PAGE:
“I expect they’ll have about one lobbyist for every member of Congress,” Pierce said.

A strike would again put Biden in a difficult spot, as the union president would find himself caught between angry union allies who want to be allowed to strike or risk the economic upheaval that the strike would cause.

While Biden does not have the authority at this point in the process to unilaterally order railroad workers to stay on the job, as he did in July, he would have to sign any congressional action into effect.

On Tuesday, White House press secretary Karine Jean-Pierre repeated earlier White House comments that “a shutdown is unacceptable because of the damage it would do to jobs, to families.” But he did not answer questions about whether or not Biden is ready to accept congressional action that calls for a contract that workers find unacceptable.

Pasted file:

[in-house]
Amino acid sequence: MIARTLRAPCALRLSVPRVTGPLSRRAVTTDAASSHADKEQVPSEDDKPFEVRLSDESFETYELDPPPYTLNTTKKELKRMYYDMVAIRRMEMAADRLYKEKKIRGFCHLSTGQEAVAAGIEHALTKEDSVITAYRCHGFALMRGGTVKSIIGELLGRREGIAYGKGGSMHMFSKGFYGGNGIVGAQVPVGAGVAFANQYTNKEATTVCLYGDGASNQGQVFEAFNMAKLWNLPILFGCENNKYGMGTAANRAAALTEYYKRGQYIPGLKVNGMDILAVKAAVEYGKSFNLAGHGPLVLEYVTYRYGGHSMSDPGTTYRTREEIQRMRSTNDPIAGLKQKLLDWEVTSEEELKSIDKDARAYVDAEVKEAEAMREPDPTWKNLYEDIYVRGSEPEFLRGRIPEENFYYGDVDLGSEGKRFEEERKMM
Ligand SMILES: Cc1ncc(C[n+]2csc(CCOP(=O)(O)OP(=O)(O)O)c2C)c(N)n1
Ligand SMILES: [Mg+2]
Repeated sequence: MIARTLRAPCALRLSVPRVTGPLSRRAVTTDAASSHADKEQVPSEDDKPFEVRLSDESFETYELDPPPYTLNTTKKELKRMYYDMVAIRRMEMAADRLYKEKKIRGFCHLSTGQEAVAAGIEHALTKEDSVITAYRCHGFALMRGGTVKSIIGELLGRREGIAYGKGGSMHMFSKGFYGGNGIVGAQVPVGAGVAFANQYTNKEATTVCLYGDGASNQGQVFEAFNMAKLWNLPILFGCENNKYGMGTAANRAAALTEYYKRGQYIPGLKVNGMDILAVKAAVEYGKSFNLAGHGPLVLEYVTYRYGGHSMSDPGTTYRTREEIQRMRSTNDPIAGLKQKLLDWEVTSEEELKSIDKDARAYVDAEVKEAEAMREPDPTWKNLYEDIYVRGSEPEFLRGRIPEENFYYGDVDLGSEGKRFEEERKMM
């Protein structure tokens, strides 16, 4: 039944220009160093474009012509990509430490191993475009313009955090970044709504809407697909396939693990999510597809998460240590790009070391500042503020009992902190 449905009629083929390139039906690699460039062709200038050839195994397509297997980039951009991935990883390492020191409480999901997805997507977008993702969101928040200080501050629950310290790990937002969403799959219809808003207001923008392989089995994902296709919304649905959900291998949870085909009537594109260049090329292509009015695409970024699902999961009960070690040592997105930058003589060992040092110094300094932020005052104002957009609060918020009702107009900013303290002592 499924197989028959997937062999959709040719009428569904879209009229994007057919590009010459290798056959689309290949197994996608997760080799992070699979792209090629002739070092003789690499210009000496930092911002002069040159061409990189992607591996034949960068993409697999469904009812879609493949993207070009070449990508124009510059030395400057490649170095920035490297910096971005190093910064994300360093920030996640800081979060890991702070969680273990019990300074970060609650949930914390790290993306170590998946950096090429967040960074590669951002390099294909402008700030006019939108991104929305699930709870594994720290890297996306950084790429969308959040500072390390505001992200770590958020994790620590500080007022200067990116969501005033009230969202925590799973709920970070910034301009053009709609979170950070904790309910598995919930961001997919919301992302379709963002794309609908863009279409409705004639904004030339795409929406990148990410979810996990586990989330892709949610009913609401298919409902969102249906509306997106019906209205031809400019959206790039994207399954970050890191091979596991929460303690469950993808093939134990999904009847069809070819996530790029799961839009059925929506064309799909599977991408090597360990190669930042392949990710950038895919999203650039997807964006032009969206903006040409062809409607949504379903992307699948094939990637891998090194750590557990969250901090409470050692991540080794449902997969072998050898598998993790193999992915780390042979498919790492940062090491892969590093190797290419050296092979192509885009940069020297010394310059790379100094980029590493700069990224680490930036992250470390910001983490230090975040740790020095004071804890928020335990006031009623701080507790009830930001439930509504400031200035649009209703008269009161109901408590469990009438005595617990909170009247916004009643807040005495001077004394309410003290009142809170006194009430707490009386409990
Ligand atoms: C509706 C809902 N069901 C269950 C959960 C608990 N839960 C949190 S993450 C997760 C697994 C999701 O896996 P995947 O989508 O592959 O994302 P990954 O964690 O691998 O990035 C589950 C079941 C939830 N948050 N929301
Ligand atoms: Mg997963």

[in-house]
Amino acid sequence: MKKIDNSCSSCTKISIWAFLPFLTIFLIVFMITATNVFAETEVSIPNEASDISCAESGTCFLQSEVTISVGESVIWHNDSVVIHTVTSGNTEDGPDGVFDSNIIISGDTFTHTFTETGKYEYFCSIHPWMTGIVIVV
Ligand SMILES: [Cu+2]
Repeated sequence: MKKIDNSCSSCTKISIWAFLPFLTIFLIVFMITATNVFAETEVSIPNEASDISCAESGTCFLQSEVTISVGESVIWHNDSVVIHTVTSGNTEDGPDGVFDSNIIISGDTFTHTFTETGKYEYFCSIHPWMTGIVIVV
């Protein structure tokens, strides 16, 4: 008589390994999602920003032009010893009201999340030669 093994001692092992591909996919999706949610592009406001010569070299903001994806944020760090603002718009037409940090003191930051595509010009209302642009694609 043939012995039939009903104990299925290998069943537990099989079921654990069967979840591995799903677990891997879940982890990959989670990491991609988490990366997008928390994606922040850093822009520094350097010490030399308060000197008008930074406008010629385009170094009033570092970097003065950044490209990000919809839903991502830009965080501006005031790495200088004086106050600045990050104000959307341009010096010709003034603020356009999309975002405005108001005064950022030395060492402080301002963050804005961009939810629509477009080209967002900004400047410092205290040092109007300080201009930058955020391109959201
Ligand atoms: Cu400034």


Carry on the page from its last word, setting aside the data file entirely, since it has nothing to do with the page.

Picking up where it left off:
“We ask the parties involved to come together in good faith and resolve this,” he said, adding that “the president is directly involved” in the discussions once again.

If Congress acts, the Railroad Jobs Act is doing what it was designed to do, railroads say.

“The purpose of the Railroad Labor Act was to reduce the likelihood of a work stoppage,” said AAR’s Jefferies. “And he’s been very effective at doing that. The last work stoppage we had was 30 years ago, and it lasted 24 hours before the overwhelming bipartisan Congress. [action to end the strike]. I think all parties agree that a work stoppage or a grid shutdown is not helpful to anyone.”